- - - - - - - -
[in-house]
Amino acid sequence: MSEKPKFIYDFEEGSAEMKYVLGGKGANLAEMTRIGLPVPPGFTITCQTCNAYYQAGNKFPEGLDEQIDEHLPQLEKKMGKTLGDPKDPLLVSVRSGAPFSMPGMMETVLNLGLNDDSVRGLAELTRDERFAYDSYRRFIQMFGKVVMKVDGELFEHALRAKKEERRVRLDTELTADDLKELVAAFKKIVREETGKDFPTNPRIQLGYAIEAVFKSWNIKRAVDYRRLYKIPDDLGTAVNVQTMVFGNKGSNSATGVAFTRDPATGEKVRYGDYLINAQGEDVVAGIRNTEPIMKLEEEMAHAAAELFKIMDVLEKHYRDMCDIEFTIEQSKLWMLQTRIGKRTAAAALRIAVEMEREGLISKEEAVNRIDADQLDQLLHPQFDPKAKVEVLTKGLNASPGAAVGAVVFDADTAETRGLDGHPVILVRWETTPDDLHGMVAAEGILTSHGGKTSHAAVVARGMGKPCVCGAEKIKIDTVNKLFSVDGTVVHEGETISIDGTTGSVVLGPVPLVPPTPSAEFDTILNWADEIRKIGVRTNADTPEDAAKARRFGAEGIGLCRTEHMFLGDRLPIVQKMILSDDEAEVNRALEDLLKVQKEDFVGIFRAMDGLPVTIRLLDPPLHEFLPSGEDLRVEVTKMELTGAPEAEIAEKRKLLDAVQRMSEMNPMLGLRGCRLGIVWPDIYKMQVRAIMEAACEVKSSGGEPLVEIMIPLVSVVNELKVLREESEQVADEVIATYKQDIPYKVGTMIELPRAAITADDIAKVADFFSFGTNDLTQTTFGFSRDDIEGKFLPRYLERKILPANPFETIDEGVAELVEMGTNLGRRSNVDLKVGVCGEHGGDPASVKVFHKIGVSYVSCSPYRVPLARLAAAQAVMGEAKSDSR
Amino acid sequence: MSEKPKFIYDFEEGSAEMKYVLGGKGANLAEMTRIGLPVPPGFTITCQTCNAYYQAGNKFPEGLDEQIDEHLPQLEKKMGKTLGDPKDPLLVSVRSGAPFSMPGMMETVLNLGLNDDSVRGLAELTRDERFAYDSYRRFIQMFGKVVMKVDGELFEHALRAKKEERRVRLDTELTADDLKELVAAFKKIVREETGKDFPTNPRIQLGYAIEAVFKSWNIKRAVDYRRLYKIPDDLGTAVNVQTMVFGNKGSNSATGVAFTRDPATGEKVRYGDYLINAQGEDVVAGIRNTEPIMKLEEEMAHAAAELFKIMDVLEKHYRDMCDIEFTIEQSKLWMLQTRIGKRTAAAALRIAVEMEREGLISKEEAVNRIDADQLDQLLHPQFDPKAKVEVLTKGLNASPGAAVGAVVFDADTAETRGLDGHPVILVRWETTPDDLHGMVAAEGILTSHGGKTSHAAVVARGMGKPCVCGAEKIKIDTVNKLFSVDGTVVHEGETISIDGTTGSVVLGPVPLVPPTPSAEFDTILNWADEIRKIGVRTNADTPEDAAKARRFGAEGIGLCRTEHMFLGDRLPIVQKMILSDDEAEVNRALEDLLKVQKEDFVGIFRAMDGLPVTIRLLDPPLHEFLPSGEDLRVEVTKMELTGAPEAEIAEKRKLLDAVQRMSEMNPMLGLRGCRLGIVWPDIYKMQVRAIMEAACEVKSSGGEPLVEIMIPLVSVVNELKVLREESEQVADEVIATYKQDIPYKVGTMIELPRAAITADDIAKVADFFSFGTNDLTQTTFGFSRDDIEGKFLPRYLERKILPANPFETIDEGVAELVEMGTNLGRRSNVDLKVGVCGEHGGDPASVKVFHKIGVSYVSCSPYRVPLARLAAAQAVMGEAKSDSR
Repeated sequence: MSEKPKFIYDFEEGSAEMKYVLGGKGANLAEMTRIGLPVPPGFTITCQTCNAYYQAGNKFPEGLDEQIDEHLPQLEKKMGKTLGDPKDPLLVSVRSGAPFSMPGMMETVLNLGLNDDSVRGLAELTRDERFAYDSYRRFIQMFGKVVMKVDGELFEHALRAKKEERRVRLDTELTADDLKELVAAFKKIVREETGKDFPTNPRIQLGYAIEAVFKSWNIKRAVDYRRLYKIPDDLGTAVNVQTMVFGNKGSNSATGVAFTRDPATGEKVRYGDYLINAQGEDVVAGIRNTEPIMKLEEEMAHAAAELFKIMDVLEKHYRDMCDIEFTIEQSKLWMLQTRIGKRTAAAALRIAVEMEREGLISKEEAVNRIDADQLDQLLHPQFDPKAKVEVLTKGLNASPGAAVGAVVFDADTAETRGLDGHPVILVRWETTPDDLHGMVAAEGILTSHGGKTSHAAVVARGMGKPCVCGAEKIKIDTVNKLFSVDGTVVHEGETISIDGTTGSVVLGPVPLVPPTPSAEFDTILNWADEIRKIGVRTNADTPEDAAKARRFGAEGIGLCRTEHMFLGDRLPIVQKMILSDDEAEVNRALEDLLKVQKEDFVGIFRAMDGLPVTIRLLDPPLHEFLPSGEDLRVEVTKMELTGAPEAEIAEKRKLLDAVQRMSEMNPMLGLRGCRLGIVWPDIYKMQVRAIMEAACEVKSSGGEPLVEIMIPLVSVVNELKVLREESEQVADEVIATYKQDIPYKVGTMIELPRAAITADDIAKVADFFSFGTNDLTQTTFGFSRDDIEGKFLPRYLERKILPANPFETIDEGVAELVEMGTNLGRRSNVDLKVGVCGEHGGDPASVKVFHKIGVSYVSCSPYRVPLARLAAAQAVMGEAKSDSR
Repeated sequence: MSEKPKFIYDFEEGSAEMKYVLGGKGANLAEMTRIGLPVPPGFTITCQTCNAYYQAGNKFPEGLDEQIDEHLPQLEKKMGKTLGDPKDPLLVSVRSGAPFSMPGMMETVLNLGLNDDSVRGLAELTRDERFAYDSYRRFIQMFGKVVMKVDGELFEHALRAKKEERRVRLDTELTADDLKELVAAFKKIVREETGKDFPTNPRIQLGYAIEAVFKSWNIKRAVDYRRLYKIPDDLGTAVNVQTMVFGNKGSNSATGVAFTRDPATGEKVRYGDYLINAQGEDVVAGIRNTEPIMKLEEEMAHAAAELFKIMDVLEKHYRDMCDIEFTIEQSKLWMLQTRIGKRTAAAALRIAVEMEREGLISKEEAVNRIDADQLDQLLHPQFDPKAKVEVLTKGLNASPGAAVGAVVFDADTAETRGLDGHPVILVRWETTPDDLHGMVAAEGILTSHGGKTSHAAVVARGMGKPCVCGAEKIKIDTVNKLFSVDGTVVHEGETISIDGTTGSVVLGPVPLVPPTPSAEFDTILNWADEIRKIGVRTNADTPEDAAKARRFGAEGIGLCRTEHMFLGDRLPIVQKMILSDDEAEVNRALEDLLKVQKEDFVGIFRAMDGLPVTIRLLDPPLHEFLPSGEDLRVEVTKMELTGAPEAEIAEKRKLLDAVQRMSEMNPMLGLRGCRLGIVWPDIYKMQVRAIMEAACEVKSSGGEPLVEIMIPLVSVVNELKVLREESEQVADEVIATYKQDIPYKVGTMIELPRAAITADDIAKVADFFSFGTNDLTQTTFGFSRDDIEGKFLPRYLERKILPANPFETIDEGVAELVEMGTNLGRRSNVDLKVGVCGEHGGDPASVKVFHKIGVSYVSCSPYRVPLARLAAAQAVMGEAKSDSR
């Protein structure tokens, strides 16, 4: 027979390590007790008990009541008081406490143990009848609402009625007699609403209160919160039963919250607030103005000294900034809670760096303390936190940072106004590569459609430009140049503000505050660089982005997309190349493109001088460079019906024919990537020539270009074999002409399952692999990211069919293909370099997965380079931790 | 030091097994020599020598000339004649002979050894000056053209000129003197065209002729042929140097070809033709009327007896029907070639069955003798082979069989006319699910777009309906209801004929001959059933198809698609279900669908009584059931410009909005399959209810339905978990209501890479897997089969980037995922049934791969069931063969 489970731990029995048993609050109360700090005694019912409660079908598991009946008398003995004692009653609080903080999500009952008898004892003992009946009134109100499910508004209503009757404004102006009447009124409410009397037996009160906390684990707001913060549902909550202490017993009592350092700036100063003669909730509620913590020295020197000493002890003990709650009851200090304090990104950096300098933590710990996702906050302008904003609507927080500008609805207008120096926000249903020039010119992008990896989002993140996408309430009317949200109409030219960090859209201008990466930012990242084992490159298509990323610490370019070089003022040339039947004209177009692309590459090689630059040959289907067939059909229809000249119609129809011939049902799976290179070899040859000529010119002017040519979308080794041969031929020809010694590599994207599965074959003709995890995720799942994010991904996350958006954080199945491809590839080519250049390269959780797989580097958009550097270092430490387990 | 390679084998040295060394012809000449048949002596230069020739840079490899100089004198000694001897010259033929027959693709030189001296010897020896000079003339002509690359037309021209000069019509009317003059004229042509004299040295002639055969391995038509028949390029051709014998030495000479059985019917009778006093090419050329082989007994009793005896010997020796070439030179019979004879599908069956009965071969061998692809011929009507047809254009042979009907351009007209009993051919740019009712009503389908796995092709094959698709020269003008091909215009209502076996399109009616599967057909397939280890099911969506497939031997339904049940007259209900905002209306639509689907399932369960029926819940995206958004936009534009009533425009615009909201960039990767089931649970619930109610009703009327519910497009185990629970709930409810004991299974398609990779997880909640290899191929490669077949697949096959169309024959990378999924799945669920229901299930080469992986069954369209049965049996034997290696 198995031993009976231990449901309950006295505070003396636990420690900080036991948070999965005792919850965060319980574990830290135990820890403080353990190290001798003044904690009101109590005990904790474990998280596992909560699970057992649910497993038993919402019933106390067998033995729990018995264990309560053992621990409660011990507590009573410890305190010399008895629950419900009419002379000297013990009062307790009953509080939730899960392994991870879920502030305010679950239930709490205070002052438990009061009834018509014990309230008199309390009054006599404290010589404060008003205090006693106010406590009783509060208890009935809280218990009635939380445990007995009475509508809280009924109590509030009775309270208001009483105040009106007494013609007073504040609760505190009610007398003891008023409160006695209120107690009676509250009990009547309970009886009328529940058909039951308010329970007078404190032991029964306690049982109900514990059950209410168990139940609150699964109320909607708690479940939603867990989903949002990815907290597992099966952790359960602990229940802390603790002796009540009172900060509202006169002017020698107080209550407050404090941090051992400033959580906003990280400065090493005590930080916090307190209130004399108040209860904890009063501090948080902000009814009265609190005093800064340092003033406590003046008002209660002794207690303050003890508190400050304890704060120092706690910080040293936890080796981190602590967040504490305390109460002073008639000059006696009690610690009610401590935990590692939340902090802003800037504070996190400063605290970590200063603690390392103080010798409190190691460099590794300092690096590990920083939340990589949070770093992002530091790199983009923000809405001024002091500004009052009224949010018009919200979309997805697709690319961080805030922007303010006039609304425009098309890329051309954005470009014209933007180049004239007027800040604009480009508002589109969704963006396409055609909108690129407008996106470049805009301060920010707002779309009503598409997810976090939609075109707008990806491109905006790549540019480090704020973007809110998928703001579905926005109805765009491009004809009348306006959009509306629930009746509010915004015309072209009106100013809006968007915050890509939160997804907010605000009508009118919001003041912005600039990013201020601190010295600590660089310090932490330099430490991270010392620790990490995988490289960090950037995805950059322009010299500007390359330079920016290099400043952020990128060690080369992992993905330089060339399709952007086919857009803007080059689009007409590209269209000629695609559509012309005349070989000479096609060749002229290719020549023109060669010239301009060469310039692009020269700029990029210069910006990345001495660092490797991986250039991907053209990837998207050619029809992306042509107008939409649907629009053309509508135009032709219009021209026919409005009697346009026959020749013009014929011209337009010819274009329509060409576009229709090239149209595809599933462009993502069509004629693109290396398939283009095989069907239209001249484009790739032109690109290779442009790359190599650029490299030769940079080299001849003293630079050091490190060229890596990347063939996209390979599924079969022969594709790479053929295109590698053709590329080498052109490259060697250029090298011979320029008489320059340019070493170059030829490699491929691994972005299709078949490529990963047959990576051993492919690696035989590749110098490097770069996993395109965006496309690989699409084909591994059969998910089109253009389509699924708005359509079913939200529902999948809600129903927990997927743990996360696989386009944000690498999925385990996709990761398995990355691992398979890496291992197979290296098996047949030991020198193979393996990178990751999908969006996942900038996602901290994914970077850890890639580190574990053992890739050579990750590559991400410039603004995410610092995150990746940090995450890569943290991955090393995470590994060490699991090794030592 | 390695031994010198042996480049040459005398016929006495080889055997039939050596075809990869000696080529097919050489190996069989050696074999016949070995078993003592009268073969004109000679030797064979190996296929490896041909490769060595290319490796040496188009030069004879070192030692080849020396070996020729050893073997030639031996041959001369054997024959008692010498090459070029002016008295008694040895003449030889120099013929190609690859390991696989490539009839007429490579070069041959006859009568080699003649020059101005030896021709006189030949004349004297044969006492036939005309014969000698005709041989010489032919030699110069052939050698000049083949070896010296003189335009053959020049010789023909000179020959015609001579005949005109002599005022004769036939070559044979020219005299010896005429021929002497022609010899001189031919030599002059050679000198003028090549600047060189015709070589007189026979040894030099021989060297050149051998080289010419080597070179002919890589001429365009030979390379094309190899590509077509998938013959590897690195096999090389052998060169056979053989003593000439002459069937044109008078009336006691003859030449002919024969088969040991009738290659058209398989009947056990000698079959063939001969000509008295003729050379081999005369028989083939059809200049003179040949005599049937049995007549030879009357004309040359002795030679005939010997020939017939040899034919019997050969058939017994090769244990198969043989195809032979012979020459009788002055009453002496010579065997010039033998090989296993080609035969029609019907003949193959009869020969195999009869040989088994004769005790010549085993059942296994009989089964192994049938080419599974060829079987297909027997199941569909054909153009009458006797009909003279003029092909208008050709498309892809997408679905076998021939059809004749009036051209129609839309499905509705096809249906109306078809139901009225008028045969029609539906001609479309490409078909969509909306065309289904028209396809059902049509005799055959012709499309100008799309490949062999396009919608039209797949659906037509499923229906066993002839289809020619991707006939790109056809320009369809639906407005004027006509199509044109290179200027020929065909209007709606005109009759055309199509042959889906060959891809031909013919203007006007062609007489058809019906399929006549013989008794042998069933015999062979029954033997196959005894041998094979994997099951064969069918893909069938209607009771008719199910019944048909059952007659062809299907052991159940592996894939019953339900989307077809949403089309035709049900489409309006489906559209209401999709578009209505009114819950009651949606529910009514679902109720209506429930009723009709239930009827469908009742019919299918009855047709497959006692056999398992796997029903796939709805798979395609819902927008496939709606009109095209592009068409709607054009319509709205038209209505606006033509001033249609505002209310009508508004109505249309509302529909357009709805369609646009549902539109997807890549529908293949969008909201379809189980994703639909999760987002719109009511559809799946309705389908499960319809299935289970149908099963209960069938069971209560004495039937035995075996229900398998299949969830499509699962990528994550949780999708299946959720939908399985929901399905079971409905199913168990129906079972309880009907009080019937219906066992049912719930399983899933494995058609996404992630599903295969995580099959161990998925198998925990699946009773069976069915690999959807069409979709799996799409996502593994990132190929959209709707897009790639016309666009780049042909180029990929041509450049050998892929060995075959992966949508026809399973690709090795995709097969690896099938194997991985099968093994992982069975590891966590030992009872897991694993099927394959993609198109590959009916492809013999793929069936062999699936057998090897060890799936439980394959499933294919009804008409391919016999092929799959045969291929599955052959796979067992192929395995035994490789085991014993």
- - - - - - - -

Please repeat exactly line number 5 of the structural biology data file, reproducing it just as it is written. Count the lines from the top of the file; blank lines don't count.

Repeated sequence: MSEKPKFIYDFEEGSAEMKYVLGGKGANLAEMTRIGLPVPPGFTITCQTCNAYYQAGNKFPEGLDEQIDEHLPQLEKKMGKTLGDPKDPLLVSVRSGAPFSMPGMMETVLNLGLNDDSVRGLAELTRDERFAYDSYRRFIQMFGKVVMKVDGELFEHALRAKKEERRVRLDTELTADDLKELVAAFKKIVREETGKDFPTNPRIQLGYAIEAVFKSWNIKRAVDYRRLYKIPDDLGTAVNVQTMVFGNKGSNSATGVAFTRDPATGEKVRYGDYLINAQGEDVVAGIRNTEPIMKLEEEMAHAAAELFKIMDVLEKHYRDMCDIEFTIEQSKLWMLQTRIGKRTAAAALRIAVEMEREGLISKEEAVNRIDADQLDQLLHPQFDPKAKVEVLTKGLNASPGAAVGAVVFDADTAETRGLDGHPVILVRWETTPDDLHGMVAAEGILTSHGGKTSHAAVVARGMGKPCVCGAEKIKIDTVNKLFSVDGTVVHEGETISIDGTTGSVVLGPVPLVPPTPSAEFDTILNWADEIRKIGVRTNADTPEDAAKARRFGAEGIGLCRTEHMFLGDRLPIVQKMILSDDEAEVNRALEDLLKVQKEDFVGIFRAMDGLPVTIRLLDPPLHEFLPSGEDLRVEVTKMELTGAPEAEIAEKRKLLDAVQRMSEMNPMLGLRGCRLGIVWPDIYKMQVRAIMEAACEVKSSGGEPLVEIMIPLVSVVNELKVLREESEQVADEVIATYKQDIPYKVGTMIELPRAAITADDIAKVADFFSFGTNDLTQTTFGFSRDDIEGKFLPRYLERKILPANPFETIDEGVAELVEMGTNLGRRSNVDLKVGVCGEHGGDPASVKVFHKIGVSYVSCSPYRVPLARLAAAQAVMGEAKSDSR